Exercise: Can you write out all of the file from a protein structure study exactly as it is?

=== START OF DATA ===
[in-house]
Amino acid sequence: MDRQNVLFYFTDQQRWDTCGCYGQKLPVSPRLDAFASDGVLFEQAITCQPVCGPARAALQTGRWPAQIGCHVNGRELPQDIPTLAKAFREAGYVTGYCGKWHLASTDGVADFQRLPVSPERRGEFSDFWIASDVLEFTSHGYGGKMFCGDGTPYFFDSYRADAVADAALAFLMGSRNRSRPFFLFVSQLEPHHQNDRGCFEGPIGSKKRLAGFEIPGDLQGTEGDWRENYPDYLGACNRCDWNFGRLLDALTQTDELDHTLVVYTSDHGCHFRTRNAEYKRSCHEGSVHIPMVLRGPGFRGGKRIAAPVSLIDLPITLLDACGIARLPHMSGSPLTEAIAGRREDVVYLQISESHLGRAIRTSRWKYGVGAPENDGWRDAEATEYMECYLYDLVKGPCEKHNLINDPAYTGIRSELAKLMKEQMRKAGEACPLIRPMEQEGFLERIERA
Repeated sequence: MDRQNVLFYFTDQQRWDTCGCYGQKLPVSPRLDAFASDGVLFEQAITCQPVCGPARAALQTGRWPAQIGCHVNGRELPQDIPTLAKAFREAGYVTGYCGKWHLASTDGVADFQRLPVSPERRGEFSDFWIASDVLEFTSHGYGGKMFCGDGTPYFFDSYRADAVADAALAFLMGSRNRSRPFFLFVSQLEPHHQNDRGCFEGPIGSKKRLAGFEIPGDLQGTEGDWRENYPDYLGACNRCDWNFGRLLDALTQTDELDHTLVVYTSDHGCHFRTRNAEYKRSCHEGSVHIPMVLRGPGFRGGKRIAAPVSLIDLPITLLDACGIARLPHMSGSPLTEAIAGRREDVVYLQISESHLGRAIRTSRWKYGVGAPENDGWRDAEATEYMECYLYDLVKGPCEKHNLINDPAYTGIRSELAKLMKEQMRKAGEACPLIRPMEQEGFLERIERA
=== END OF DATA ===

[in-house]
Amino acid sequence: MDRQNVLFYFTDQQRWDTCGCYGQKLPVSPRLDAFASDGVLFEQAITCQPVCGPARAALQTGRWPAQIGCHVNGRELPQDIPTLAKAFREAGYVTGYCGKWHLASTDGVADFQRLPVSPERRGEFSDFWIASDVLEFTSHGYGGKMFCGDGTPYFFDSYRADAVADAALAFLMGSRNRSRPFFLFVSQLEPHHQNDRGCFEGPIGSKKRLAGFEIPGDLQGTEGDWRENYPDYLGACNRCDWNFGRLLDALTQTDELDHTLVVYTSDHGCHFRTRNAEYKRSCHEGSVHIPMVLRGPGFRGGKRIAAPVSLIDLPITLLDACGIARLPHMSGSPLTEAIAGRREDVVYLQISESHLGRAIRTSRWKYGVGAPENDGWRDAEATEYMECYLYDLVKGPCEKHNLINDPAYTGIRSELAKLMKEQMRKAGEACPLIRPMEQEGFLERIERA
Repeated sequence: MDRQNVLFYFTDQQRWDTCGCYGQKLPVSPRLDAFASDGVLFEQAITCQPVCGPARAALQTGRWPAQIGCHVNGRELPQDIPTLAKAFREAGYVTGYCGKWHLASTDGVADFQRLPVSPERRGEFSDFWIASDVLEFTSHGYGGKMFCGDGTPYFFDSYRADAVADAALAFLMGSRNRSRPFFLFVSQLEPHHQNDRGCFEGPIGSKKRLAGFEIPGDLQGTEGDWRENYPDYLGACNRCDWNFGRLLDALTQTDELDHTLVVYTSDHGCHFRTRNAEYKRSCHEGSVHIPMVLRGPGFRGGKRIAAPVSLIDLPITLLDACGIARLPHMSGSPLTEAIAGRREDVVYLQISESHLGRAIRTSRWKYGVGAPENDGWRDAEATEYMECYLYDLVKGPCEKHNLINDPAYTGIRSELAKLMKEQMRKAGEACPLIRPMEQEGFLERIERA